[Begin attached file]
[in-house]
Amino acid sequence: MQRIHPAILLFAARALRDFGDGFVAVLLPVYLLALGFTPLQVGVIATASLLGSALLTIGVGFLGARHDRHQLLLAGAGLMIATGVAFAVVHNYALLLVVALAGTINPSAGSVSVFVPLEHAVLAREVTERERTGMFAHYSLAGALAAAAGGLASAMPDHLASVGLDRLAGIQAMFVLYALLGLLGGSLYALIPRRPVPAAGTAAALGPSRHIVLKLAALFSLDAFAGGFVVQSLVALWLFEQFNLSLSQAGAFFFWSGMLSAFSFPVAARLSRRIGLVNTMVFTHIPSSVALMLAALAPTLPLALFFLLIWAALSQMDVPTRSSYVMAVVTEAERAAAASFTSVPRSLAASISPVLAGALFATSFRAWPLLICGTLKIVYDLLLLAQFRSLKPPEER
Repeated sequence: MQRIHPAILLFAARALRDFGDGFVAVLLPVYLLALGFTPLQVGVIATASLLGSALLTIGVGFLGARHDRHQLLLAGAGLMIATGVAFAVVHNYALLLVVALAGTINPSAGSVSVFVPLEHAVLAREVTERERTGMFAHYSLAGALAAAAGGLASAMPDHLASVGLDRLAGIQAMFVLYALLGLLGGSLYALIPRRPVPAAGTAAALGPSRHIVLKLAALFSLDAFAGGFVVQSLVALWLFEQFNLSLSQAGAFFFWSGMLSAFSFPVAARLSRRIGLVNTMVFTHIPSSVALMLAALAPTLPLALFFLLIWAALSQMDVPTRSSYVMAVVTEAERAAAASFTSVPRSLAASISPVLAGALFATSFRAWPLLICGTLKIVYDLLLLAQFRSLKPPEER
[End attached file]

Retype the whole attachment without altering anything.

[in-house]
Amino acid sequence: MQRIHPAILLFAARALRDFGDGFVAVLLPVYLLALGFTPLQVGVIATASLLGSALLTIGVGFLGARHDRHQLLLAGAGLMIATGVAFAVVHNYALLLVVALAGTINPSAGSVSVFVPLEHAVLAREVTERERTGMFAHYSLAGALAAAAGGLASAMPDHLASVGLDRLAGIQAMFVLYALLGLLGGSLYALIPRRPVPAAGTAAALGPSRHIVLKLAALFSLDAFAGGFVVQSLVALWLFEQFNLSLSQAGAFFFWSGMLSAFSFPVAARLSRRIGLVNTMVFTHIPSSVALMLAALAPTLPLALFFLLIWAALSQMDVPTRSSYVMAVVTEAERAAAASFTSVPRSLAASISPVLAGALFATSFRAWPLLICGTLKIVYDLLLLAQFRSLKPPEER
Repeated sequence: MQRIHPAILLFAARALRDFGDGFVAVLLPVYLLALGFTPLQVGVIATASLLGSALLTIGVGFLGARHDRHQLLLAGAGLMIATGVAFAVVHNYALLLVVALAGTINPSAGSVSVFVPLEHAVLAREVTERERTGMFAHYSLAGALAAAAGGLASAMPDHLASVGLDRLAGIQAMFVLYALLGLLGGSLYALIPRRPVPAAGTAAALGPSRHIVLKLAALFSLDAFAGGFVVQSLVALWLFEQFNLSLSQAGAFFFWSGMLSAFSFPVAARLSRRIGLVNTMVFTHIPSSVALMLAALAPTLPLALFFLLIWAALSQMDVPTRSSYVMAVVTEAERAAAASFTSVPRSLAASISPVLAGALFATSFRAWPLLICGTLKIVYDLLLLAQFRSLKPPEER